Wil Anderson’s show Wiluminati was a fast paced, witty performance that kept the audience in a state of continuous laughter. After introducing himself, Anderson took to the stage and proceeded to create a powerful atmosphere of camaraderie and shared experiences.
The beautiful Comedy Theatre was quite a contrast to other Comedy festival shows I have seen in much smaller venues. Built in 1928 and seating 997 people, it is a beautiful venue, and while larger than many other venues used throughout the festival, it was small enough to retain a sense of intimacy that works best with stand-up comedy. The bare stage was lit with a multitude of bare globes suspended at various heights and depths, which combined with a general blue glow and ample use of the smoke machine, created a great ambience. Anderson described it as if “100 hipsters all had ideas at the same time”.
While the scene was visually appealing, there was no need for any elaborate setting, as once Anderson took the stage, he had the audience riveted and their attention was on him 100%.
Anderson began the show with references to his age and the joys of the 80’s –for example the Walkman and its inferior successor, the Discman. I had not realized we were from the same generation, and while everyone could appreciate his humour, it rang particularly true for those of us who lived through the introduction of the first iPod.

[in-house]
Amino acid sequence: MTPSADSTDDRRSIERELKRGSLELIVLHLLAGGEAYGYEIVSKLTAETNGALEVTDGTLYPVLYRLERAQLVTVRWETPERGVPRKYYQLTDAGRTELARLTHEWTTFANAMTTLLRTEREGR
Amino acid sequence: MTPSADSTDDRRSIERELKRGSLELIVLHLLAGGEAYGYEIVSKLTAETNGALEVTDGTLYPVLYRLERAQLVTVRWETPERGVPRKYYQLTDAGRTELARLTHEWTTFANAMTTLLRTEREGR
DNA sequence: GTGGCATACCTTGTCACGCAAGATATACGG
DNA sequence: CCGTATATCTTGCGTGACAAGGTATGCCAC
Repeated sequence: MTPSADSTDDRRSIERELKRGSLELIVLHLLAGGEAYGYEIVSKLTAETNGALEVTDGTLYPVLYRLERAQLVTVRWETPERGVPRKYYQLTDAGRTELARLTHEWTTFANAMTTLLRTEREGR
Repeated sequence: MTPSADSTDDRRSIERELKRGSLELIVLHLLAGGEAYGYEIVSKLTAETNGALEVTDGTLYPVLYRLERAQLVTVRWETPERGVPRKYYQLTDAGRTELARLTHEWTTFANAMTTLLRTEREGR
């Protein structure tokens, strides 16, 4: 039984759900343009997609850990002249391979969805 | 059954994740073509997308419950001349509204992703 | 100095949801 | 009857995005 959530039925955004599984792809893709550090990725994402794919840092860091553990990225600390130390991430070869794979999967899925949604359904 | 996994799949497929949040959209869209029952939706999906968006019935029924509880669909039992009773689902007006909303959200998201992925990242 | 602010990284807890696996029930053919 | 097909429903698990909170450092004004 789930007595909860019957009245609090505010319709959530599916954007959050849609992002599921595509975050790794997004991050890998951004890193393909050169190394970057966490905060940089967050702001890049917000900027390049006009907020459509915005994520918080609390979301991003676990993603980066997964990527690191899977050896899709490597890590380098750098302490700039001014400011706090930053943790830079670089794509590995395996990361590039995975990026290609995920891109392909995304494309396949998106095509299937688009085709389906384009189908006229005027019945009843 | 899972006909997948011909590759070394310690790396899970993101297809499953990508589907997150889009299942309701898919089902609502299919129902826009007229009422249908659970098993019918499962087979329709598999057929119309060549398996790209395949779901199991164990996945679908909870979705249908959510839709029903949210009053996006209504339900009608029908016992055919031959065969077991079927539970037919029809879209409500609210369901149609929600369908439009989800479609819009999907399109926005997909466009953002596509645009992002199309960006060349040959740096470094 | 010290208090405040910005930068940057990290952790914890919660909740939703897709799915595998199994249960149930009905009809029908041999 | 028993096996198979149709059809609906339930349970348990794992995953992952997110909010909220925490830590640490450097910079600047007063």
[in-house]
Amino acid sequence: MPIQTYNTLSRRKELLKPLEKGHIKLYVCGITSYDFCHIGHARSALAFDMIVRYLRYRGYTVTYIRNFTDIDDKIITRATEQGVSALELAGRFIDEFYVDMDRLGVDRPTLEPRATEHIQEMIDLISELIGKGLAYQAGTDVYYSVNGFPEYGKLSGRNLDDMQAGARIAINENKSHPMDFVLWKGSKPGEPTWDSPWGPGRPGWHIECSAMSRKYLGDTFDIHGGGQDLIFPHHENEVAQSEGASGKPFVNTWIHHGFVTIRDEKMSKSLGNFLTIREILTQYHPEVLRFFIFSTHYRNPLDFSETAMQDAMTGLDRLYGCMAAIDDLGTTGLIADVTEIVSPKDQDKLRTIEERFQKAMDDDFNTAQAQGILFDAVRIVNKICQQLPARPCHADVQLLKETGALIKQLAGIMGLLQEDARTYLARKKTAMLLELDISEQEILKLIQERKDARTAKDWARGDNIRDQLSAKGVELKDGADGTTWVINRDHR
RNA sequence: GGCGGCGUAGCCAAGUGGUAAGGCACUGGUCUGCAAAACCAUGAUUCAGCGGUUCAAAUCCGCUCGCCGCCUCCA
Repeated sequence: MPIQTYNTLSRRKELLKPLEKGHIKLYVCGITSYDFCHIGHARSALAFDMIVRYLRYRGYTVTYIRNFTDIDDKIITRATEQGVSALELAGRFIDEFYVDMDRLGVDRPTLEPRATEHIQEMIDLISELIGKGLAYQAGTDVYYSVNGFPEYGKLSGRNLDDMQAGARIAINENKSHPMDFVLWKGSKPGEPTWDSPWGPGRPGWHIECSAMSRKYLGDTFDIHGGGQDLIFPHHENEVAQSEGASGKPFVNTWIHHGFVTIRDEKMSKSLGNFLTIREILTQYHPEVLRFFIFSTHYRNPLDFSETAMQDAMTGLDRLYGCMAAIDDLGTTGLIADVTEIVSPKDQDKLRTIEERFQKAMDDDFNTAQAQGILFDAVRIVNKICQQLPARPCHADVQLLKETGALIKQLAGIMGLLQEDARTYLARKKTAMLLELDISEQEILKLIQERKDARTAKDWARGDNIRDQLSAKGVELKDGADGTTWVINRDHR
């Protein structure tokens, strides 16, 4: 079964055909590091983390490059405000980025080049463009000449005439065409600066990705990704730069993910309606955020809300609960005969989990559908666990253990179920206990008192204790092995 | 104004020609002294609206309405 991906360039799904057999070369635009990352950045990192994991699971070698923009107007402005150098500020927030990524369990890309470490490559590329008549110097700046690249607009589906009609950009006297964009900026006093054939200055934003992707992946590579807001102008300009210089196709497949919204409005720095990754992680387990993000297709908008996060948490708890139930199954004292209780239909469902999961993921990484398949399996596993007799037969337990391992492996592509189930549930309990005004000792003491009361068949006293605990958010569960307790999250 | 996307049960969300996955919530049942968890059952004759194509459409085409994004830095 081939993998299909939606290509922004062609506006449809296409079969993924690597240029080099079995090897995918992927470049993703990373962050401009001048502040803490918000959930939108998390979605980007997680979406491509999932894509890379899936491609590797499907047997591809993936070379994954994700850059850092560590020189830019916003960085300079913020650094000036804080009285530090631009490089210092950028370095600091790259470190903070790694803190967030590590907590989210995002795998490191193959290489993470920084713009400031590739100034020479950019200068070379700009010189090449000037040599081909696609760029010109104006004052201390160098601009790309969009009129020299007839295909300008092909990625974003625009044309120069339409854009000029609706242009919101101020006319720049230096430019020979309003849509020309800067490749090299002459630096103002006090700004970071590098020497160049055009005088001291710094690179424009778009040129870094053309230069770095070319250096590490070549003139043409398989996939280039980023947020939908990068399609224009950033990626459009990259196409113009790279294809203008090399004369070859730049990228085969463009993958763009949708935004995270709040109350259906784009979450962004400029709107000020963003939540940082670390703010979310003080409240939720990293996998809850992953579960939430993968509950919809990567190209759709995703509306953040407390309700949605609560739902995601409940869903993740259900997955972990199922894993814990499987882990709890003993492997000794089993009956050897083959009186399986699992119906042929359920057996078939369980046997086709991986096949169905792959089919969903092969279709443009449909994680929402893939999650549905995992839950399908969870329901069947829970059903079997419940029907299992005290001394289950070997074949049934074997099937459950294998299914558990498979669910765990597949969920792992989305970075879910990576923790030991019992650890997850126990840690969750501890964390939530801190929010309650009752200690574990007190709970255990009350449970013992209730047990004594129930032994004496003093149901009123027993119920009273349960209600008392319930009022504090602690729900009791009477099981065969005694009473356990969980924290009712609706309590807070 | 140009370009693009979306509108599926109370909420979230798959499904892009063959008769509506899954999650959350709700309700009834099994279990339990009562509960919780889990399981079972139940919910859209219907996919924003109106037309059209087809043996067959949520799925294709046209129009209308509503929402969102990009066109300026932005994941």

Anderson exudes warmth and charisma on stage and present his material with boundless energy and enthusiasm. So much so that it sometimes appears that he can barely get his words out, he is speaking so fast and with such passion. The jokes, and the expletives, come thick and fast.
It was a little surprising that the host of a show like The Gruen Transfer avoided more than a passing reference to any sober societal issues. In fact he deliberately avoided any serious moments – chastising the audience that ‘this is not Oprah’ or ‘a TEDTalk’ when they encouraged him for a few passing references to more serious issues, and quickly jumping to a frivolous punch-line to make his point clear. Anderson was not afraid, however, to make himself vulnerable by making light of his own personal hardships and embarrassments.
Overall, the show was highly entertaining, barely leaving the audience time to breathe, never mind think of anything else. In fact, while I give the show 5 stars, the highest recommendation I can give is that it had me reaching for my rarely used Asthma Inhaler!